Last updated on August 24th, 2022
There’s a timeless conundrum that aspiring musicians have always faced as they’ve scaled the harrowing slopes of uncertain success: “should you or should you not join a cover band?” For some people, playing cover music is lucrative and fun. Others see it as nothing more than selling out. By and large, it’s better to avoid empirical statements about things in the music industry until you know for certain whether or not they’re something you should consider. Joining a cover band is one of those things.
As you find musicians on Muze, you’re going to encounter many musicians who have lavish visions for their futures and who will probably be ready to start writing fresh material with you as soon as possible (assuming the mutual creative chemistry is there). But there will also be people out there who are well versed at playing other artists’ music. It begs the question of whether you should consider being one of those people or not.
Okay, so let’s boil it down to basics. A cover band is a conglomeration of musicians who define their band by playing renditions of other artists’ music before a decent sized crowd. When I first moved to Nashville, I hopped on the Broadway circuit as soon as I could, and I was grateful for the gigs. I can tell you first hand that playing before a packed honky-tonk in Music City while making a pretty penny in the process is a little slice of the music dream come true. Really, I loved it.
Having said that, there was a rule of thumb that circulated amongst those who frequented the stages downtown: don’t get too comfortable. Cover gigs are fun, and you can pay your rent if you play enough of them, but bear in mind that it’s going to take some more entrepreneurial energy independent of the cover band circuit if you want to garner success with your original material.
Still, there’s a place for it. For this piece, I spoke to my good friend, Spencer Woodley (if that name sounds familiar, it’s because I interviewed him for the “How Often Should You Practice?” piece some time ago). Spencer tours across the country as a guitarist for various up and coming country/pop artists, but while he’s here in Nashville, he’s a Broadway warrior who commands honky-tonk stages as the lead guitarist for a number of cover bands. I asked him to weigh in on making the decision to “go cover band” with his own first-hand expertise.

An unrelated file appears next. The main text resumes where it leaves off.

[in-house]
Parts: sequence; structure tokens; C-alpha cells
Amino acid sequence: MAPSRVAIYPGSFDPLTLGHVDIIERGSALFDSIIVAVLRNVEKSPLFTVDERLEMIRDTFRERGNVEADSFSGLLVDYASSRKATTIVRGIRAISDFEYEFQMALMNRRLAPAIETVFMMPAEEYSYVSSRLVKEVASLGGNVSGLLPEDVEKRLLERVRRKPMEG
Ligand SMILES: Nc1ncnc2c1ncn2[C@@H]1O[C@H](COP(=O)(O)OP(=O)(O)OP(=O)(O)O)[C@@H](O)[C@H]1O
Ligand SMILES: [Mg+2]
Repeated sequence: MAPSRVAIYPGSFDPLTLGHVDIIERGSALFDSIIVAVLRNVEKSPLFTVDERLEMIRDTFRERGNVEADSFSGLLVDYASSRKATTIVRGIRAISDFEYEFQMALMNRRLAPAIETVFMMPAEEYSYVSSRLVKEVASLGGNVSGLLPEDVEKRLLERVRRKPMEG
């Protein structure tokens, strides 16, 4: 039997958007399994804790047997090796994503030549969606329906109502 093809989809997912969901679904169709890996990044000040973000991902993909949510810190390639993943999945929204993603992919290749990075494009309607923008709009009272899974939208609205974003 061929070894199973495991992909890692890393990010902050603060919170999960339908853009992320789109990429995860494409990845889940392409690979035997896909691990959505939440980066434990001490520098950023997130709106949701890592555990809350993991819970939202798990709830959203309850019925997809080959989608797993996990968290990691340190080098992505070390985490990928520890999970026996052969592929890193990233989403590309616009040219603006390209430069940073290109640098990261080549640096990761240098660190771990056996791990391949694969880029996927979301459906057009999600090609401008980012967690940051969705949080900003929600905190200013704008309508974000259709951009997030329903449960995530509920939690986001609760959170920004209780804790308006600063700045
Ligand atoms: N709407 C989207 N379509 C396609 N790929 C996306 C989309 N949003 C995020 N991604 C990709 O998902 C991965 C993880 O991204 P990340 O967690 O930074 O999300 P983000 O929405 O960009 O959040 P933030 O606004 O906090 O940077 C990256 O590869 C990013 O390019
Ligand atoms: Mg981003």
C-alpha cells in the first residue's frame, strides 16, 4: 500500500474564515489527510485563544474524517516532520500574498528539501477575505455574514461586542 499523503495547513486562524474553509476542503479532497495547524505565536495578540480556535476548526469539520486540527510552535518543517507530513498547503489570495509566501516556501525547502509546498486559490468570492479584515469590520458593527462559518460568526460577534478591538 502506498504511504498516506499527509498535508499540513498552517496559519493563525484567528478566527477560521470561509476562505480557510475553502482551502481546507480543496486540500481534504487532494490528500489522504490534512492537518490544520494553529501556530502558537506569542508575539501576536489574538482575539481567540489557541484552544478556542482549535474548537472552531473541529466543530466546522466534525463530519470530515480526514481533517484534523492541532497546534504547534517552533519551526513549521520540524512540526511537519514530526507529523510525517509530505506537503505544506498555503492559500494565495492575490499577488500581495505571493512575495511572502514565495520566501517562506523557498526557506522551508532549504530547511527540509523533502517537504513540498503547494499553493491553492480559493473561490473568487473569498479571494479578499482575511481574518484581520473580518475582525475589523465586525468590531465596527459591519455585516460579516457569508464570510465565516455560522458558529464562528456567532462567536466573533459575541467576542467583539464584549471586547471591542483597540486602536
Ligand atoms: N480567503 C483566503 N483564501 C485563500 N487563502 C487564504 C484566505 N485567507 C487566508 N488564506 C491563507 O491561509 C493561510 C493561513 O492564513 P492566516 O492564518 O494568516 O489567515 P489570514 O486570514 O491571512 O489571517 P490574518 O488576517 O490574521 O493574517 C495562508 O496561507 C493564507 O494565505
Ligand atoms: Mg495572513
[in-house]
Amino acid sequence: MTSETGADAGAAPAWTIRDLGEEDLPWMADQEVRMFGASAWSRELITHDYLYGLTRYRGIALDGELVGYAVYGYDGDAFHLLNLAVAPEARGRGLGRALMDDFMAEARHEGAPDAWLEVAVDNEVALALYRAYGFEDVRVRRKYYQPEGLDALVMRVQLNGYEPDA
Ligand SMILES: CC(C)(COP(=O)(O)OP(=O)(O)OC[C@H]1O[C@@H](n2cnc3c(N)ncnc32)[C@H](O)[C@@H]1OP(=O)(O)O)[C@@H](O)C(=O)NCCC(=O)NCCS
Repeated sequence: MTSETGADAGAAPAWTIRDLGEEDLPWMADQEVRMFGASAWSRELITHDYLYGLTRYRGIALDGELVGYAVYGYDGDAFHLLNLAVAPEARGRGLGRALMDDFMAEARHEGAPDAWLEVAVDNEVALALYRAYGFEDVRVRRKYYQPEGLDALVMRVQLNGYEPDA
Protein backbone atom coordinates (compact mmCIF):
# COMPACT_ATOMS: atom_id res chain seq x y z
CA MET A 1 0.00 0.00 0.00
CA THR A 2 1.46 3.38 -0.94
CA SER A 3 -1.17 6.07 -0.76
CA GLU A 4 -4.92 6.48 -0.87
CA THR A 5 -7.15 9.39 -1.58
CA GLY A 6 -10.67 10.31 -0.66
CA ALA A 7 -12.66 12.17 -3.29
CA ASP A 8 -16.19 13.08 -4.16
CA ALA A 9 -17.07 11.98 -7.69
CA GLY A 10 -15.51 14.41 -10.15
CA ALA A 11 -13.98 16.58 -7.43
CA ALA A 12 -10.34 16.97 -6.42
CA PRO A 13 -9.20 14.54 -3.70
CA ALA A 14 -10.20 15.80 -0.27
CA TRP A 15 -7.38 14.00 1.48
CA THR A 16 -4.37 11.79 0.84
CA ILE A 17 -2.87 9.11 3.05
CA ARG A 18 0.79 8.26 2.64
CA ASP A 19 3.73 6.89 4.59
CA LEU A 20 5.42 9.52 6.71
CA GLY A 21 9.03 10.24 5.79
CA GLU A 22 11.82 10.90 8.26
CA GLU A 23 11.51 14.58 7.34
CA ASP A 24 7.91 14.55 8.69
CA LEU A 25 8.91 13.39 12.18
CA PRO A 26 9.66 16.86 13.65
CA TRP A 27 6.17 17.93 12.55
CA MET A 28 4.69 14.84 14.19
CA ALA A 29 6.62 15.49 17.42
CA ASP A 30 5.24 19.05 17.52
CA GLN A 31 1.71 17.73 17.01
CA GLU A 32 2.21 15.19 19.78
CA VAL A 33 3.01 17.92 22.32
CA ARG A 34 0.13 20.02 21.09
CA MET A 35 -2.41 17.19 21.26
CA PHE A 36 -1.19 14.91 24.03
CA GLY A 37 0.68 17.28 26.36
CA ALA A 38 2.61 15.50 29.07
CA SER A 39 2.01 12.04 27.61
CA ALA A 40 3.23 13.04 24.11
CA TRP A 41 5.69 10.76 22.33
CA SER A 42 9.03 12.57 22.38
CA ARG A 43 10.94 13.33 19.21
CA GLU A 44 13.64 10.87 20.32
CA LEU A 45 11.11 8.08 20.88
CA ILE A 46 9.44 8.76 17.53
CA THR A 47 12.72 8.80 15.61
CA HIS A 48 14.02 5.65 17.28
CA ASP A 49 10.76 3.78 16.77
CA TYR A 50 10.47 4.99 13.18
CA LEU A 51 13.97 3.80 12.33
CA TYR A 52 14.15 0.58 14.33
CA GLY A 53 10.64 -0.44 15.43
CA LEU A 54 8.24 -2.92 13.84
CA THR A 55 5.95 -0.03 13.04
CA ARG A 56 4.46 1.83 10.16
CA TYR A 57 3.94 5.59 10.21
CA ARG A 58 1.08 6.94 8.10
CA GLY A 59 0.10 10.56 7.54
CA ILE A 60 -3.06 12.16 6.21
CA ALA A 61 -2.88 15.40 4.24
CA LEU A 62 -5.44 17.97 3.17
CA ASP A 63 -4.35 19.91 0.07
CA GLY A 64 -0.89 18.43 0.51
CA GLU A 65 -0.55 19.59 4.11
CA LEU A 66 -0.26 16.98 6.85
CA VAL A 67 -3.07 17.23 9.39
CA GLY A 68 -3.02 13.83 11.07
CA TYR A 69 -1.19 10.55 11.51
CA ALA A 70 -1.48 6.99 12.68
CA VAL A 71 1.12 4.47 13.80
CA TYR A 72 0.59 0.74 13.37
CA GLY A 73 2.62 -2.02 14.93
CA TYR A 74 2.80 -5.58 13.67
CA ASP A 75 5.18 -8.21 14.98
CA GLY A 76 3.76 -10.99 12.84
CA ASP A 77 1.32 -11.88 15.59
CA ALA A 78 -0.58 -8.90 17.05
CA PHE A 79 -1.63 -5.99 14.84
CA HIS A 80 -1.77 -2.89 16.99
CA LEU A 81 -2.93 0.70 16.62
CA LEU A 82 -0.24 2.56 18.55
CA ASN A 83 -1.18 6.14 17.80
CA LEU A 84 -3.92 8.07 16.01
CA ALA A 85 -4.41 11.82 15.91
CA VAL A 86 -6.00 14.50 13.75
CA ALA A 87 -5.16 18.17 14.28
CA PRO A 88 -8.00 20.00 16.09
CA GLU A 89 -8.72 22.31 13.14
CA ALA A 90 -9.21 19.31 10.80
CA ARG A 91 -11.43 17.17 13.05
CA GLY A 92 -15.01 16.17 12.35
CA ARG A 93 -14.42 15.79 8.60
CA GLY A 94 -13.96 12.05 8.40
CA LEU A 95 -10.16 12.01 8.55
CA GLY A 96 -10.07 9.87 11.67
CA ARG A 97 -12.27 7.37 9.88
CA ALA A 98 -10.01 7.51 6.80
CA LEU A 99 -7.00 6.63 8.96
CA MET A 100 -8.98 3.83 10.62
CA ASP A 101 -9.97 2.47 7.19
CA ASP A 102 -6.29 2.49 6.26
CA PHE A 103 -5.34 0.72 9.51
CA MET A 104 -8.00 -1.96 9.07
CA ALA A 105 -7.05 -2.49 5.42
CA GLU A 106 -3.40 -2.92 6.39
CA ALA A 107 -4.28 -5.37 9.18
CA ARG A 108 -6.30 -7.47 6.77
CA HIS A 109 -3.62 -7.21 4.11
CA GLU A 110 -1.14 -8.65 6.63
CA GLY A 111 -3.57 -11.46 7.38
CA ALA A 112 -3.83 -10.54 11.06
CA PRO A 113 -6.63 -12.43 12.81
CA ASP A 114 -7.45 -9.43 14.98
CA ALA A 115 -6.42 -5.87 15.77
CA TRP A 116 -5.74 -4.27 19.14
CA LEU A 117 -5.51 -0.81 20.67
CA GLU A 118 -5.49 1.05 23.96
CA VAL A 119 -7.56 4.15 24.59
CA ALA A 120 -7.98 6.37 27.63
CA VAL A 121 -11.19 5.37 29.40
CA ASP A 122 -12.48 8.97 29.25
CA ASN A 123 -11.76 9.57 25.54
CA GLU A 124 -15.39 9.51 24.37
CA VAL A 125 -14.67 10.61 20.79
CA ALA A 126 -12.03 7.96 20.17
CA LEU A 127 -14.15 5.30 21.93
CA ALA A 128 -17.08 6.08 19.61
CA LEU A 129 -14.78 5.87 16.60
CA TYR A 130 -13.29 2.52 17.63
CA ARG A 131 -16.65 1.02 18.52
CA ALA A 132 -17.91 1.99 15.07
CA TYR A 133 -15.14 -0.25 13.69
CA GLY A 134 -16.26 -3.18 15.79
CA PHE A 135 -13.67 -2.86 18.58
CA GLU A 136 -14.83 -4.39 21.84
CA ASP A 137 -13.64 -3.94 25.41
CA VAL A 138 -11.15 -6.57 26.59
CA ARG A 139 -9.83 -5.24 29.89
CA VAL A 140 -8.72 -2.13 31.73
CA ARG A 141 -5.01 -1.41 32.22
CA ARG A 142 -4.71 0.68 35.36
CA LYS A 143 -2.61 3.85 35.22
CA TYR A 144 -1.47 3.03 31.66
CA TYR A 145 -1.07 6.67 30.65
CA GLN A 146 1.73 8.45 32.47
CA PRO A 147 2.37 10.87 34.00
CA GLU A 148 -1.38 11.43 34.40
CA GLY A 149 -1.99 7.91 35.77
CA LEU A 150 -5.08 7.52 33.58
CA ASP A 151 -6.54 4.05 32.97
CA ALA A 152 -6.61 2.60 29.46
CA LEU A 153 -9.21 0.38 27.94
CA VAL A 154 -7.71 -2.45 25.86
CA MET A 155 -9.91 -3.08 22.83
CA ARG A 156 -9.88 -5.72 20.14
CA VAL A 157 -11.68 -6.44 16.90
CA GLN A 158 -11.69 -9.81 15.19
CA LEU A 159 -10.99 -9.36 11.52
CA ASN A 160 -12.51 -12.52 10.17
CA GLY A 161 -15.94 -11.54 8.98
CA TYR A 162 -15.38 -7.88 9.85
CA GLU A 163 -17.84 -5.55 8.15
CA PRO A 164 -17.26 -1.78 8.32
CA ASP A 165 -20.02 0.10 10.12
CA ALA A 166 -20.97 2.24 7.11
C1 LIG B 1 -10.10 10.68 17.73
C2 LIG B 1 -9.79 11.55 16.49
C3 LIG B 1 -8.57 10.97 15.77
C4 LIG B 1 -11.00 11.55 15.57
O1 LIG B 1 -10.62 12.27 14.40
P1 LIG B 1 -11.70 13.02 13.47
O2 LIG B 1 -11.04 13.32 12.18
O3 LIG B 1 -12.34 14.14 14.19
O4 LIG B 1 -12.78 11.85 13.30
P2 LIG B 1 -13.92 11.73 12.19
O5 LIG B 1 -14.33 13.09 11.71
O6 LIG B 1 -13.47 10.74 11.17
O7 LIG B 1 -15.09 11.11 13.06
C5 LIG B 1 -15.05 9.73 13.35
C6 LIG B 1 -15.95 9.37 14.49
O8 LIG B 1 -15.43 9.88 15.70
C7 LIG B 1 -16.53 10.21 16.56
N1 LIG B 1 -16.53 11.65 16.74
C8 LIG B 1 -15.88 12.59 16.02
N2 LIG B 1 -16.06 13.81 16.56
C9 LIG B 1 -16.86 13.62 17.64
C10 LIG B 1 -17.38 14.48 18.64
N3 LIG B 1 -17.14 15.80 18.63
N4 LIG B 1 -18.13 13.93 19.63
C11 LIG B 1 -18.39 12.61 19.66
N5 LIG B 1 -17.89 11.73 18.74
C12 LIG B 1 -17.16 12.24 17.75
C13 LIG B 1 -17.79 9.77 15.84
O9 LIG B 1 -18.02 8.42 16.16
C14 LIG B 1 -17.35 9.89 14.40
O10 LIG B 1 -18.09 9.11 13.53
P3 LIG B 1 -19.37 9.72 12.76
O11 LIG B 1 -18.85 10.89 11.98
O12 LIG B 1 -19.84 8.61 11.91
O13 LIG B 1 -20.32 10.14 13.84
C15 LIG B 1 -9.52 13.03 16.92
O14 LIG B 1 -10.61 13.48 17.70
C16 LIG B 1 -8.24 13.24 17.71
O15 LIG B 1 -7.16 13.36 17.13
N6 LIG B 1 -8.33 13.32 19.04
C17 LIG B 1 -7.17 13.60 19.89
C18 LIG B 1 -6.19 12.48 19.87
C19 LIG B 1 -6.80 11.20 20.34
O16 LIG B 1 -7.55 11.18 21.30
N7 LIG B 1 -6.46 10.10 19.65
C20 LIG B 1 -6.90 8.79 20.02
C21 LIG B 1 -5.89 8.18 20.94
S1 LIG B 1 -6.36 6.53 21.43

How do you maintain independence in a cover band?
“Independence in a cover band is a funny thing. Most people think it means selling out, which isn’t completely wrong. But is going to music school selling out? What about taking lessons? My musical aspirations are to learn songs written by the greats and find out what makes them tick; which is exactly what a good cover band does when the players learn the tunes correctly and perform them accurately.”
That really is an interesting way to frame it. Shouldn’t you consider doing a little bit of reconnaissance into the work of the most successful bands of all time if you want to follow in their massive footsteps? Before you attach the damning label of “sell out” or “corporate hack” to a certain person or project, gnaw on some advice from those who are on the other side of the aisle as you. You might just find out that you’re actually both in the same aisle.
Do you make a decent living playing cover music?
“Cover bands can run the gamut between successful business venture or weekend get-togethers for hobbyists. Most responses you get from this are, varied but I do make a full-time wage playing in several cover bands.”
Again, this is something I can indeed confirm. True, Nashville’s downtown music scene is more animated and alive than most places, so the money is most always good. All the same, I’ve performed in cover bands back in Michigan and made just as much. It’s all about where you’re playing and who you’re playing with/for.
How do you know which songs to cover?
“Which songs we pick to cover depends on the venue, the crowd, and the band. If a venue wants country but the crowd wants rock, we’ll perform classic country songs with a rock feel and vice versa. This may sound contradictory to my last response but you need to be flexible in this game if you’re going to eat.”
Spencer is one guy who knows more songs off the top of his head than most anyone else I know, and it’s massively impressive. He’s like a jukebox with a pulse. I still play the occasional cover gig from time to time myself, and my way of keeping track of the new songs I learn is to list them out on my iPad so I can collect them as I go.
What are the pros and cons?
“Pros: hundred dollar bills y’all. I can pay off my student loan debt while practicing my guitar for hours a day.
Cons: Some find it soul-sucking and want to express themselves without the confines of the current song that’s requested. That’s valid and I have no opposition. But for those of us that choose to stay in the game, we make it work by being flexible and HAVING FUN.”
Did you catch that? Have fun. ALWAYS remember to have fun, no matter what you’re doing. Otherwise, what’s the point?
To sum it up: joining a cover band is sensible and pragmatic both in a financial sense and in regards to honing your craft. Having said that, it’s important not to get too engaged in cover gigs and the lifestyle that can accompany them. You can easily get caught up in the partying (people are constantly offering to buy you drinks) and element of earning money. If that’s what you want, great. However, if you’re looking to do something bigger, keep those cover gigs compartmentalized as a different part of your musical journey – one that can fund your more autonomous projects and aspirations in original material.